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The Mr. X Interviews, Volume 2 by Luke Gromen continues the US and world economic analysis begun in the first volume of interviews with Mr. X. Luke recounts his meetings with Mr. X, a fictional US sovereign creditor, invented for the purpose of creating a dialogue about the economy and the US’ future. This second volume analyzes in detail the financial issues and events of late 2017 to early 2019. The book’s opening quote, by Pulitzer Prize winning journalist Seymour Hersh, warns readers they are in for an eye-opening revelation: “It’s important to understand many important stories are always hiding in the open.”
The book begins with Luke and Mr. X’s first meeting over dinner. Mr. X opens the conversation by stating that China is no longer an emerging market, but investors are making a grave error by analyzing it as if it still were. Mr. X then launches into a discussion of how China would only be an emerging nation if oil continued to be priced in USDs. However, China is making the move now to price oil in its own currency, the CNY, and forcing other countries to take payments in its currency, which could devalue and weaken the USD. Mr. X is thorough in his discussion, always citing articles and his sources. One article he quotes states that what makes the US a superpower is really the position of the US dollar, and as China and Russia try to devalue the dollar by changing its international usage, the US’ power will crumble. Ultimately, Mr. X argues, Russia and China have us in checkmate over the price of gold. Furthermore, China and other countries are no longer paying the burden of US debt, so the US has to borrow from banks and US citizens.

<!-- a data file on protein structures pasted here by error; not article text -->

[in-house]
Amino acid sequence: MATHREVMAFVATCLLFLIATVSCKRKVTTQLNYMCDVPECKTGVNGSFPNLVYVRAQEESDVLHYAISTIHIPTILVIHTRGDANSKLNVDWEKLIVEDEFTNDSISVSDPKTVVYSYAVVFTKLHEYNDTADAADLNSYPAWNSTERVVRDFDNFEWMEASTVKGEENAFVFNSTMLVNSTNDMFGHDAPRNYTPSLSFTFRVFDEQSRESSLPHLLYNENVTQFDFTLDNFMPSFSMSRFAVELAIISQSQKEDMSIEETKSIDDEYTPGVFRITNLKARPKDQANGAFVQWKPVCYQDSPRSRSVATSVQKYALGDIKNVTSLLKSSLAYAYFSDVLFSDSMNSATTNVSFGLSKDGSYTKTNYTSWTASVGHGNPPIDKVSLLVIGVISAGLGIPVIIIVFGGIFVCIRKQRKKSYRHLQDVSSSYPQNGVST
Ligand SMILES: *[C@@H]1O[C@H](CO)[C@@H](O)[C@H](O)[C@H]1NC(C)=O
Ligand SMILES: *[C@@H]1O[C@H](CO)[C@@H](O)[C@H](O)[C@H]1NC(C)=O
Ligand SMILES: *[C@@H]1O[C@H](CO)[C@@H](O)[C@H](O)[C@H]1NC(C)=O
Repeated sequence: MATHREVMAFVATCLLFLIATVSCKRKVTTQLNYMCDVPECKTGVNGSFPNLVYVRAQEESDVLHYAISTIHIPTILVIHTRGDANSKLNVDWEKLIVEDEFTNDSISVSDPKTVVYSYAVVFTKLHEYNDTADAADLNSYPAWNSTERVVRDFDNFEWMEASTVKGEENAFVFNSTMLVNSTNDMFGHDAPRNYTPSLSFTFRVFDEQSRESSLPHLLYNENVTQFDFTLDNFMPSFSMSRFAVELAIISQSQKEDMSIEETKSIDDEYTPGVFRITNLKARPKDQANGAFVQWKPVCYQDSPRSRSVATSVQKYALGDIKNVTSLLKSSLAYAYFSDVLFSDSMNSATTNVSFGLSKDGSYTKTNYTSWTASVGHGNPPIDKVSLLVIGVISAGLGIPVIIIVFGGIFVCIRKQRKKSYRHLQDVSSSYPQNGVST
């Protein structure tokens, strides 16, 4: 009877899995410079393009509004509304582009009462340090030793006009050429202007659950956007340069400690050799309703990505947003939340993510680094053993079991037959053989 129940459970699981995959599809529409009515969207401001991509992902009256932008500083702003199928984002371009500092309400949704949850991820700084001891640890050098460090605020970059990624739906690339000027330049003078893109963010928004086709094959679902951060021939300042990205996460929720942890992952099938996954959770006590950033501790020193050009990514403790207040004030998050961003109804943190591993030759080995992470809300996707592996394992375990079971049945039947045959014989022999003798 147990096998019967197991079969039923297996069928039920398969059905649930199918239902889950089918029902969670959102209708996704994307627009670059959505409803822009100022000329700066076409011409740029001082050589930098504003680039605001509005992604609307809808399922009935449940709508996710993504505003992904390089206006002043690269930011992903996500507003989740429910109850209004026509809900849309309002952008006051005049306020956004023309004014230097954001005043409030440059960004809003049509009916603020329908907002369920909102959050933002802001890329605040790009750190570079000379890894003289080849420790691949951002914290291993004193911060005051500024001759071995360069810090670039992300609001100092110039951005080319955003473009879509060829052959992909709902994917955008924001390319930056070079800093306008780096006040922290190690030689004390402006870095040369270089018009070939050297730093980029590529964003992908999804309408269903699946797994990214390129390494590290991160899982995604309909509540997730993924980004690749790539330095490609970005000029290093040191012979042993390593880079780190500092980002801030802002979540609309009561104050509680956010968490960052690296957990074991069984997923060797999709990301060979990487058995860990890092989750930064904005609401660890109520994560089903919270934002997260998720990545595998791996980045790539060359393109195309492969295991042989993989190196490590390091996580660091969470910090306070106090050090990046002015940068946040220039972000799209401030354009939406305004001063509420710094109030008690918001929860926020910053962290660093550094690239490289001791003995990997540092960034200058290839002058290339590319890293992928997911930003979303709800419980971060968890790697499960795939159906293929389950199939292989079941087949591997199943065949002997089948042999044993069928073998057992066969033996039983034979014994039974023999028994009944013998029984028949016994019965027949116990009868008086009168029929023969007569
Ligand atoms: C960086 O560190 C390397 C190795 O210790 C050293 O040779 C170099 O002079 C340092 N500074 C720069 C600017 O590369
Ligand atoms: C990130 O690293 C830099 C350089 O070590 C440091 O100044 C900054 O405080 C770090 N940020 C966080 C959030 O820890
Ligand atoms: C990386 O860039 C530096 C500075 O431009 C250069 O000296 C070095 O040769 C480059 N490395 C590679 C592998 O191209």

Meanwhile, China is exchanging USDs for control of physical assets all over the world and moving to price those assets in its own currency. Mr. X fears that, in response, the US Fed and Treasury will weaponize the USD, which could ultimately destroy the global economy.
According to Mr. X, things look pretty financially bleak for the world. President Donald Trump has jeopardized the dollar’s supremacy, Europe’s biggest gas field is in decline and will halt production by 2030, and Russia is unlikely to survive as a state for many more years. Meanwhile, the US is losing the trade war with China and the decline of US life expectancy, driven by suicide, alcohol, drug overdoses, and chronic liver disease reflect “deaths of economic hopelessness.” Mr. X analyzes all these factors in his conversations with Luke, leading to his belief that the United States will have to compensate for its borrowing binge by printing more money in the 2020s.
Summing up this situation, he quotes former Federal Chairman Paul Volcker, who said in November 2018, “The US is in a hell of a mess in every direction.” Mr. X goes on to quote the former Greek Finance Minister Yanis Varoufakis, who said, “it is the very first time in human economic history or history in general that an empire is expanding its realm and its power and its strength and vitality by expanding its deficits. Usually when an empire has a deficit, it is the beginning of its decline. Not in the case of the United States.”
By the end of the book, Mr. X concludes that if authorities continue to weaken the USD, by the end of 2019, people might have to start taking money out of banks and stockpiling essentials in their basements.
The Mr. X Interviews, Volume 2 paints an eye-opening picture of the US economy over the last few years and into the future. Of course, Mr. X could not foresee the coronavirus pandemic that was to come a year after the book ends, but his analysis in these pages leaves much to ponder, and perhaps fear, about our current global economy, especially for Americans. It will be interesting to see what Mr. X has to say in Volume 3.
write by Florence